After being in Saturn’s orbit for around 10 years, Cassini will soon sample the ocean on Enceladus. Enceladus is a moon of Saturn which has been puzzling astronomers for quite some time. Due to it’s icy structure which has an ocean underneath a lot of scientists are considering the possibility that simple life forms could exist on this moon.
Cassini was launched way back in 1997 and in 2004 it managed to enter the orbit of Saturn. Since that moment it has studied the huge planet, the rings that it has and its magnetic field. During the early stages of this mission Cassini made a remarkable discovery. It seems that Enceladus has a lot of geologic activity.
The moon apparently is one big ocean encased in ice which has hydrothermal activity as well. This could mean that the necessary ingredients needed to maintain life might be there. Further research could not be done at the time because Enceladus is also covered in a plume of ice, water vapor and certain molecules which are apparently organic.
This is why Cassini will be doing a dive soon through this plume in order to get as close as possible to Enceladus. Cassini has gone close to the surface before but this time it will try to go even closer.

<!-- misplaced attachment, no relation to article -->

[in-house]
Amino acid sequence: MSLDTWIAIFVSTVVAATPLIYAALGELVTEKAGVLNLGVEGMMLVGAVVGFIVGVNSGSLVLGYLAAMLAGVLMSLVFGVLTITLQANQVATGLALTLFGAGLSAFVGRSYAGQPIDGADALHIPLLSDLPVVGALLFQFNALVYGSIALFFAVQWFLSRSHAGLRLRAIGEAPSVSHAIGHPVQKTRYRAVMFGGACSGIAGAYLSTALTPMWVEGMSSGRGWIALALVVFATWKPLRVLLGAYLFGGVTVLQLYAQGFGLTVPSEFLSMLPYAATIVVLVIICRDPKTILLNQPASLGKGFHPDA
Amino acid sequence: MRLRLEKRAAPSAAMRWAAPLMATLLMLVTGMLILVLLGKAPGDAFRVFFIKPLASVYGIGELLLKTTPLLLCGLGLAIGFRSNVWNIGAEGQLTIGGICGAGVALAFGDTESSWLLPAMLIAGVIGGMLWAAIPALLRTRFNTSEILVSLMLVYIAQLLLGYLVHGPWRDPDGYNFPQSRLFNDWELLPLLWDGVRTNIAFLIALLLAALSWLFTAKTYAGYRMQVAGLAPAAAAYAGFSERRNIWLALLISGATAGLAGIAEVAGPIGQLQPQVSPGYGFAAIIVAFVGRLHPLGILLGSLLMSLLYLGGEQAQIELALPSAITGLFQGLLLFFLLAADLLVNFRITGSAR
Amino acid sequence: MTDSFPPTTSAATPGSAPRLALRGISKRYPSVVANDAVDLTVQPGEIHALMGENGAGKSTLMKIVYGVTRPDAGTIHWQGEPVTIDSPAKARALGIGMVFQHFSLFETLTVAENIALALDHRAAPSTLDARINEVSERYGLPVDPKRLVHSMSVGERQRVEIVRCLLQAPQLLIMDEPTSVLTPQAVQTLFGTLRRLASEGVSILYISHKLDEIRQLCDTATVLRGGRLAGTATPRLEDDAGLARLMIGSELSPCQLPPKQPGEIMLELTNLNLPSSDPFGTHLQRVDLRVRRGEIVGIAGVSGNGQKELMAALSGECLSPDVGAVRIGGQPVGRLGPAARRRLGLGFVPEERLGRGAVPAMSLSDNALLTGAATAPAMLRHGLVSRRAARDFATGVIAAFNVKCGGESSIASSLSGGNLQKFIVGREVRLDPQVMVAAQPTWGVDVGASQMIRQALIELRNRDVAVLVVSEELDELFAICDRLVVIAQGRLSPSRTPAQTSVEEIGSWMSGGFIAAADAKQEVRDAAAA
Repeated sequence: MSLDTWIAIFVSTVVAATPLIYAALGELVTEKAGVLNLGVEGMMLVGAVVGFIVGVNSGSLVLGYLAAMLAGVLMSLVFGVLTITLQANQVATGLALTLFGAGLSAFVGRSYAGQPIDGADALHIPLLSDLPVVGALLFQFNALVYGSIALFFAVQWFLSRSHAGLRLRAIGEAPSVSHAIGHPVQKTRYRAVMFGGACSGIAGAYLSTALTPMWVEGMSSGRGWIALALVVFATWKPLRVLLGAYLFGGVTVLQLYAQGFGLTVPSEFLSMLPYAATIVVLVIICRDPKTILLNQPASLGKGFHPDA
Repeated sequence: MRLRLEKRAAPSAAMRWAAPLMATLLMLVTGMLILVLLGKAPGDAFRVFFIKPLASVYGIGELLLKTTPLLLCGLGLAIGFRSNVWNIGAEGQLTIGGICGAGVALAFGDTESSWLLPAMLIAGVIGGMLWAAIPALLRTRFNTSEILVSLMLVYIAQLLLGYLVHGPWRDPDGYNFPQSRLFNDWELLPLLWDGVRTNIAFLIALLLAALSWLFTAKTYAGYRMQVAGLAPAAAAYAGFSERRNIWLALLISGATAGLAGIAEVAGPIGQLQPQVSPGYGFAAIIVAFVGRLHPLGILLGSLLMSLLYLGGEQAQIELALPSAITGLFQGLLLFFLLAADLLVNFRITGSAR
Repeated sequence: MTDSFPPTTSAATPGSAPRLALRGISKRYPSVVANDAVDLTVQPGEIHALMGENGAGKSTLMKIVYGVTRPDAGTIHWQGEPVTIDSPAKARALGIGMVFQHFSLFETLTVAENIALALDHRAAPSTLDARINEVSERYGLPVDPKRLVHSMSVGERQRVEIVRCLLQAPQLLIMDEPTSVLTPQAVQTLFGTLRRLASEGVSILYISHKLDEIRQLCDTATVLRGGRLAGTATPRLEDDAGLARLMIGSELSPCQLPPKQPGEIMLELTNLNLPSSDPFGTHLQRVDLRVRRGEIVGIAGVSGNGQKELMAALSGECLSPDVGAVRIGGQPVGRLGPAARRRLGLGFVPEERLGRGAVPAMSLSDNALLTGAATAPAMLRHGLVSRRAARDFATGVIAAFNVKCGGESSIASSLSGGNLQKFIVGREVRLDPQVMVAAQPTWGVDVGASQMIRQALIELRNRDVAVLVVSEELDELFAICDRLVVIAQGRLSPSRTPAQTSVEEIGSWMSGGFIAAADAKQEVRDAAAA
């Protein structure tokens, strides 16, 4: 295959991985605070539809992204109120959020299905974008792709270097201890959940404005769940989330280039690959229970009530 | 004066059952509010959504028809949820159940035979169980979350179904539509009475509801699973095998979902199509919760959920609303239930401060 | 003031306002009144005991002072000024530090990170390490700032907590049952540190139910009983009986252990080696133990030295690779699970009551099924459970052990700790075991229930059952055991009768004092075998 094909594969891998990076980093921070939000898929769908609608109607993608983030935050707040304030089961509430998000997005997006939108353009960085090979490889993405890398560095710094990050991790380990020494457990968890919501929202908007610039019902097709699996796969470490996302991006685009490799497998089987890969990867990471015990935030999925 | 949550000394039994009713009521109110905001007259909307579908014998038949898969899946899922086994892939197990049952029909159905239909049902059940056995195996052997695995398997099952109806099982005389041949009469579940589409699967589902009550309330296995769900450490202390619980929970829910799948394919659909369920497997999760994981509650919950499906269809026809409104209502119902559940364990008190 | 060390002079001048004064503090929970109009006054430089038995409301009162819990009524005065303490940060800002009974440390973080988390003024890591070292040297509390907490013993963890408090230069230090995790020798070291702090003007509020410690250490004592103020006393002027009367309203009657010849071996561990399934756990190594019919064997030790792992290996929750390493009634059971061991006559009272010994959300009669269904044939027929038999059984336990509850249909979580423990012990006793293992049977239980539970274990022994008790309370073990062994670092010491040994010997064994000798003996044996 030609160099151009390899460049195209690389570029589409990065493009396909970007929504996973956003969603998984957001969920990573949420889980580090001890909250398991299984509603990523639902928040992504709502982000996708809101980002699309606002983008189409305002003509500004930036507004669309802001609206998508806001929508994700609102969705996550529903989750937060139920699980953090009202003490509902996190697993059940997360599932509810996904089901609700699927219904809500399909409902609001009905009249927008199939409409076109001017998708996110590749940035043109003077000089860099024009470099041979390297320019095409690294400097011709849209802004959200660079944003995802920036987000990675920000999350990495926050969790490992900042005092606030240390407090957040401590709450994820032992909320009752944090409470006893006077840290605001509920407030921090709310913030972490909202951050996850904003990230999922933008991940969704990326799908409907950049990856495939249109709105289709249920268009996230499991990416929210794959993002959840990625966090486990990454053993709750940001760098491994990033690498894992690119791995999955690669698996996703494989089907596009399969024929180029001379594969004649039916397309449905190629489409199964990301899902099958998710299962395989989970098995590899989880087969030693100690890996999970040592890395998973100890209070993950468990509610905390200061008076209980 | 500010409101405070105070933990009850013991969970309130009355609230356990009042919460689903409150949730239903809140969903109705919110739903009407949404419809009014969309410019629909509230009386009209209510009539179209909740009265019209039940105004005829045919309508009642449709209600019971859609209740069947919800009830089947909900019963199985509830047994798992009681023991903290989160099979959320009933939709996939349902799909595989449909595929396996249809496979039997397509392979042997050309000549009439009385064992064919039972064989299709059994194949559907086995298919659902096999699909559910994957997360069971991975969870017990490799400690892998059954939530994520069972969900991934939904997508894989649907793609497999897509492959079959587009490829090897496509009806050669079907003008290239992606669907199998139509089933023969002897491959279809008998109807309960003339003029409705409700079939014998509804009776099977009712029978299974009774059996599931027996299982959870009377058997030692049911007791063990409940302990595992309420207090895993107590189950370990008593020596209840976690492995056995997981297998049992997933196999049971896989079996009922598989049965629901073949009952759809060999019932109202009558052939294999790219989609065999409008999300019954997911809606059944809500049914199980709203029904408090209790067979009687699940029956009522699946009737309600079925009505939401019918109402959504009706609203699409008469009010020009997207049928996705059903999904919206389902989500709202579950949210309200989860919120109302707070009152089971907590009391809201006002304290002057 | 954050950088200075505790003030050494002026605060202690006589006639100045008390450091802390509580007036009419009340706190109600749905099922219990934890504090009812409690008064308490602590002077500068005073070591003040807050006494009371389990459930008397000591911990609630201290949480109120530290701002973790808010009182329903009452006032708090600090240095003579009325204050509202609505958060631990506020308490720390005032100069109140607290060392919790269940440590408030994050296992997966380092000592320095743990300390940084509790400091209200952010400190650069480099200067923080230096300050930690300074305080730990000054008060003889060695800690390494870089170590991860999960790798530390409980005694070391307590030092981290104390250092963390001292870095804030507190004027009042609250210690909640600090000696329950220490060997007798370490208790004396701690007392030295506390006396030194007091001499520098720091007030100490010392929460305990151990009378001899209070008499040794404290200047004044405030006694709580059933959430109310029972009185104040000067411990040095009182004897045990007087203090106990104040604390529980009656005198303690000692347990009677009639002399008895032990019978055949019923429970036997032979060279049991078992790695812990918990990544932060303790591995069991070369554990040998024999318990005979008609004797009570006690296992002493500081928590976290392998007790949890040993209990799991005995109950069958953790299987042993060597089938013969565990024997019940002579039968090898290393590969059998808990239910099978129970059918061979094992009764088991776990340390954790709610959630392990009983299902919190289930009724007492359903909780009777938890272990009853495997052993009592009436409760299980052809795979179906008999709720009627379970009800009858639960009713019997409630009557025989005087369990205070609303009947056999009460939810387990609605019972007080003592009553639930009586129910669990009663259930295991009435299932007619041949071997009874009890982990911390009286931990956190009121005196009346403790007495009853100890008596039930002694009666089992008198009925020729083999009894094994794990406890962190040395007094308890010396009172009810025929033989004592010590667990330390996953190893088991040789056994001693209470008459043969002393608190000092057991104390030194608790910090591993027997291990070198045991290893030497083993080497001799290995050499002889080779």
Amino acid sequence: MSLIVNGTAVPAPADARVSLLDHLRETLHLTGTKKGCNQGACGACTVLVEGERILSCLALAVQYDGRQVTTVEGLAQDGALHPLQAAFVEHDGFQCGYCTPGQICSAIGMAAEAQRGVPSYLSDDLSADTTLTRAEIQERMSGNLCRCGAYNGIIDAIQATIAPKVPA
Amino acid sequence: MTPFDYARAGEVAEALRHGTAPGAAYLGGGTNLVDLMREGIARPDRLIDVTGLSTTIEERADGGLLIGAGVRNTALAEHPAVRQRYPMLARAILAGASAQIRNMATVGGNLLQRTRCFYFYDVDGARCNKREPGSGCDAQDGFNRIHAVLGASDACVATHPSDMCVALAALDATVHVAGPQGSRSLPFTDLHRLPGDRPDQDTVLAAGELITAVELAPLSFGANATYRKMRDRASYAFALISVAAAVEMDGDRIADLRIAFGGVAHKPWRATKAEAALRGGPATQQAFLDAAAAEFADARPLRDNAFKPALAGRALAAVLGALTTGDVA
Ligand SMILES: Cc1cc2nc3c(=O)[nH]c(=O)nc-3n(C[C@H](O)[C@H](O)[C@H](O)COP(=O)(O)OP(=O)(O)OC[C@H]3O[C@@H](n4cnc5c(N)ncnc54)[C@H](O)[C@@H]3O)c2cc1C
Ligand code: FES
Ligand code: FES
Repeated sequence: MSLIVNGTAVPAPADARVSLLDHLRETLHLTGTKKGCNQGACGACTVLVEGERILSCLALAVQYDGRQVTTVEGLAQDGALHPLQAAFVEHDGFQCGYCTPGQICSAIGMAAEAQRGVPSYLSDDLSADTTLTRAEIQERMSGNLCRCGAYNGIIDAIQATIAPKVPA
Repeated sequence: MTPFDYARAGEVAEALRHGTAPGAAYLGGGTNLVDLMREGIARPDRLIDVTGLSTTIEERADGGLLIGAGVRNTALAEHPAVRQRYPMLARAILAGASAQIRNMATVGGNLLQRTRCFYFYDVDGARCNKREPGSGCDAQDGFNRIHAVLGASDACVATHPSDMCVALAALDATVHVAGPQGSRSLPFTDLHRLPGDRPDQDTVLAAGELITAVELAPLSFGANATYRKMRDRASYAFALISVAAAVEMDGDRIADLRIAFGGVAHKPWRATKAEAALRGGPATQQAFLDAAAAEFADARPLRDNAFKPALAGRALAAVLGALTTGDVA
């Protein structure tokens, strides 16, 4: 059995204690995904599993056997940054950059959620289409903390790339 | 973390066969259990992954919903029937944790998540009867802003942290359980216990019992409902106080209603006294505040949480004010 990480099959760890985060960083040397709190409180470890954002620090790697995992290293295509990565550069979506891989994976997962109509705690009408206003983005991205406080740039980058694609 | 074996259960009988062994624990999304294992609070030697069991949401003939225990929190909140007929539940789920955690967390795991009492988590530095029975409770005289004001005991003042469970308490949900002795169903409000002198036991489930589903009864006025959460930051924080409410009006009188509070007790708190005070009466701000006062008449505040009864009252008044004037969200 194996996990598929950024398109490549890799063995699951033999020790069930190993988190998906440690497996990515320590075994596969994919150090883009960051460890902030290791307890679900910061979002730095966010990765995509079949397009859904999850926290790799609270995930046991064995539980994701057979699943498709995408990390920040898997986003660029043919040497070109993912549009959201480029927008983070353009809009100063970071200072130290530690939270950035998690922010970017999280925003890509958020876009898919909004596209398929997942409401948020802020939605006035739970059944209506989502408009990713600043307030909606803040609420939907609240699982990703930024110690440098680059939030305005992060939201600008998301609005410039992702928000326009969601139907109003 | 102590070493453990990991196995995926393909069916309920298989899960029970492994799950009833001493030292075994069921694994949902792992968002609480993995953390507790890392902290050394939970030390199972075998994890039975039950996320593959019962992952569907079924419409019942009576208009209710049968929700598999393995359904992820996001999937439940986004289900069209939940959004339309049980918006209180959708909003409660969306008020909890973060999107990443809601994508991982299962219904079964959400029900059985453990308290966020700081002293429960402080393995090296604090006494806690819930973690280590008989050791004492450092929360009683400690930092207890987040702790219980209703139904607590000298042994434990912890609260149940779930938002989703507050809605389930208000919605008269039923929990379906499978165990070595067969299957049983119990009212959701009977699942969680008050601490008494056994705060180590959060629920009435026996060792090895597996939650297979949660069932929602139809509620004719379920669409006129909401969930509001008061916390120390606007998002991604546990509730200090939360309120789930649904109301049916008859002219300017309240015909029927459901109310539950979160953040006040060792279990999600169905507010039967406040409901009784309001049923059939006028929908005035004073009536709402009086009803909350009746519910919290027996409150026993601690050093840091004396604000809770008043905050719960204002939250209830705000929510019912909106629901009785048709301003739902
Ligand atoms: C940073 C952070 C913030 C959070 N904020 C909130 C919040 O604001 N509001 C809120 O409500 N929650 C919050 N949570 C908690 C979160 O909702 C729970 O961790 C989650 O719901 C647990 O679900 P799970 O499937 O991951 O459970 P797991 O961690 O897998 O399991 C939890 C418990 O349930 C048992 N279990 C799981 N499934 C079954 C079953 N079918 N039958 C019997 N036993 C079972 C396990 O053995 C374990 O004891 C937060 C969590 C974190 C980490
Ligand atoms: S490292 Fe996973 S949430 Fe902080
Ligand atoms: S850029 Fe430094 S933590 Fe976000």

The main focus of this flyby is not to find life but rather to give scientists more information on what this ocean that Enceladus has is actually like. They want to know how much hydrothermal activity is taking place inside of the moon. What they mean by this is how much chemistry is taking place there which has rock and hot water influencing each other.
But the biggest curiosity that astronomers have related to this mission is the icy plume that surrounds the moon itself. They are not clear yet on the exact composition of this plume so the main objective of this flyby is to get a closer look than before.
If this mission proves to be a success it might convince NASA that future missions like this one are needed, especially given the fact that actually getting a spacecraft next to a planet in the first place can take huge periods of time.
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